“Those are the things that are emerging,” said Greene. “And as [Dr. Anthony] Fauci and others have said, within one week we’re going to have a ton of information … about how the immune system is reacting to this.”

Greene did note that monoclonal antibody treatments may not be as effective due to the specificity of what it targets and variations within Omicron. but said the treatment will still offer some protection. He then reiterated how impressed he is with the detailed scientific research emanating from Covid studies.

“The scientific community is all over this thing,” he assured.

Greene added that pharmaceutical companies now realize the money, growth and impact the development of Covid vaccines and treatments can provide. He believes this incentivizes the companies to speed up production, which will lead to a perfectly matched Omicron variant vaccine available to the public within six months.

Greene acknowledges that many people worry they will need to get a booster every few months, but said he believes it will become an annual shot, like with the flu.

While it is not yet clear who was Omicron’s patient-zero, Greene relayed that many officials surmise it was an AIDS patient in South Africa whose immune system could not rid itself of the virus. After living in that person’s body for three to six months, many believe the virus acquired other genetic material, creating a “master mutated virus.”

Greene believes Omicron may be weaker but added that is not definitive. He also noted a report gaining publicity that describes more children in South Africa needing hospitalization from the strain. However, Greene stated that could be due to them hospitalizing kids with minimal symptoms out of an abundance of caution.

“So, that may not be a true statement,” he added.

Greene did say Omicron has a “competitive advantage” over Delta as it infects five times as many people.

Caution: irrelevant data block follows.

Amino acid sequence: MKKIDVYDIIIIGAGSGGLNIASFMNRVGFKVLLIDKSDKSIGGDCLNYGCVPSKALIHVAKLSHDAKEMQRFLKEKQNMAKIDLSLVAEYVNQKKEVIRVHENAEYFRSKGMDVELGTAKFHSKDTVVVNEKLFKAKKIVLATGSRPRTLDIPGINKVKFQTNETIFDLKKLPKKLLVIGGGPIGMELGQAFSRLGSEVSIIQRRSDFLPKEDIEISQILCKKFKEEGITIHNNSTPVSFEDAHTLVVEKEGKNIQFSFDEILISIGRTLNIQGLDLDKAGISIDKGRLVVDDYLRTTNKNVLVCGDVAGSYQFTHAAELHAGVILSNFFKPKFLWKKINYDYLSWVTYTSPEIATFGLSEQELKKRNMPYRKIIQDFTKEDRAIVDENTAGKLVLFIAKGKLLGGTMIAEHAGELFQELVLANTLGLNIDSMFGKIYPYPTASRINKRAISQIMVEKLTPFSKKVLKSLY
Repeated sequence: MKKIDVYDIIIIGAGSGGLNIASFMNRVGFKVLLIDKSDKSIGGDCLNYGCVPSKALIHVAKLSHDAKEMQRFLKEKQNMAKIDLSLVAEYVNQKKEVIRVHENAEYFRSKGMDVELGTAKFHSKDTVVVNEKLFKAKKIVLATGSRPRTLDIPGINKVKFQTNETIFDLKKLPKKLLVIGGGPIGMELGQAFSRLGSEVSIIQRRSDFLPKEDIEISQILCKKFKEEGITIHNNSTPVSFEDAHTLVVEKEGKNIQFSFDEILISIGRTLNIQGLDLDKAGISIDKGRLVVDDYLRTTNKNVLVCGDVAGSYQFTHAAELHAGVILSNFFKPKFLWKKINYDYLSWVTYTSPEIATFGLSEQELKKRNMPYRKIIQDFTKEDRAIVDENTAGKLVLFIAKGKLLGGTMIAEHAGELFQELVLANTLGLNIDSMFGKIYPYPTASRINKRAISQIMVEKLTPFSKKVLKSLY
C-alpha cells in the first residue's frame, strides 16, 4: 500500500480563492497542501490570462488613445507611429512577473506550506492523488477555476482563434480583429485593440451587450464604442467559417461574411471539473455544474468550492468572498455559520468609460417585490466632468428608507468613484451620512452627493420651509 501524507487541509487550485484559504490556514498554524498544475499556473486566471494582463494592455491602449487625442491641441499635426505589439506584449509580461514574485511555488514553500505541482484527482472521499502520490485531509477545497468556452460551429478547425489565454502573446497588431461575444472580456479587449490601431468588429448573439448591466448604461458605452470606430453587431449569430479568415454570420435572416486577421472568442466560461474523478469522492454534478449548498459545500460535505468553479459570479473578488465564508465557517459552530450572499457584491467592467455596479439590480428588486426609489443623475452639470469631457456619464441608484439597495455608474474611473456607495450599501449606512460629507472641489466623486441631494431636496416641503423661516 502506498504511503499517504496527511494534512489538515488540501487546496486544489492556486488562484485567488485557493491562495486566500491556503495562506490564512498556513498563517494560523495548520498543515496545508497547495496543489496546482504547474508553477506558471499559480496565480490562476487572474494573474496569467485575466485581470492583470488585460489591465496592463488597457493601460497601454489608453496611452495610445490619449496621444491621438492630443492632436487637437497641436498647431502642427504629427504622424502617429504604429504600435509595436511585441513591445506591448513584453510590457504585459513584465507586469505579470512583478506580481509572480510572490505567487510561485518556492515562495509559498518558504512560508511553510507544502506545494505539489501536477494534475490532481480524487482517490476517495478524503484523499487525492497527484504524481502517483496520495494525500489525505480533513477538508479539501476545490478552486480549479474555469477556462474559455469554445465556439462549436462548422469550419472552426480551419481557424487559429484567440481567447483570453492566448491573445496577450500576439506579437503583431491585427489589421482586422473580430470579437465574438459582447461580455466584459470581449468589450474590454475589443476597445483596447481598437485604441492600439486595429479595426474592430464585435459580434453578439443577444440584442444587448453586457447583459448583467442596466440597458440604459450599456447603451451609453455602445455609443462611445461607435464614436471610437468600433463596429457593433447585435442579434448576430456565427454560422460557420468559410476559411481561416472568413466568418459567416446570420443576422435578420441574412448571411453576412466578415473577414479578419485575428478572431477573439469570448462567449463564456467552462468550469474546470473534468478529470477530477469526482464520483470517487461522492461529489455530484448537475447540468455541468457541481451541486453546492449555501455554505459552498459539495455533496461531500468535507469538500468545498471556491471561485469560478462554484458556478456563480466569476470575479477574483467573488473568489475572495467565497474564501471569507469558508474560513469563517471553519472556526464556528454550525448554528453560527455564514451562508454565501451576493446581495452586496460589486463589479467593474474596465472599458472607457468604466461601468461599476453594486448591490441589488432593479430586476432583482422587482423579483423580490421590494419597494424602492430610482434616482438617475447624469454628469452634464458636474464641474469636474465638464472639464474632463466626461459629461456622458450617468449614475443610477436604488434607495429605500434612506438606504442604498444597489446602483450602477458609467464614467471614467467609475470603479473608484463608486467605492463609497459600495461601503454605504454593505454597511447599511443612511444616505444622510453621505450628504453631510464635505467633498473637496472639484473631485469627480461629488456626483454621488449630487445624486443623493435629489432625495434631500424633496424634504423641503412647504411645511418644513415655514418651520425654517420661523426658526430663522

“The prediction is it will replace Delta like it has done in South Africa,” said Greene. “Three months from now, we’ll be talking about Omicron as the dominant strain.”

Greene said Covid cases continue to trickle in throughout Florida but stressed they are not overwhelming. He believes it is possible that the virus “just disappears” as the population builds up immunity, or it could be an annual event like the flu. He said no one currently knows, and only time will tell.

While there may be an uptick in cases around the holidays as more people gather indoors together, Green said the fully vaccinated should not need a mask. He did say the immunocompromised will need to be more vigilant, and predicts a mild but noticeable flu season.

Greene wants people to know that when Covid first emerged, there was a strong sense of panic and fear due to the unknowns. He said health officials, scientists and the general public are now veterans after almost two years of enduring the pandemic. He acknowledged that many scientists and doctors still use the words “might” and “probably” when discussing the virus, but they now possess a firm grasp of the situation.

“We have enough information to accurately understand what’s happening – and what can happen,” stated Greene. “And so, the fear level is not as dominant, especially working in a hospital.”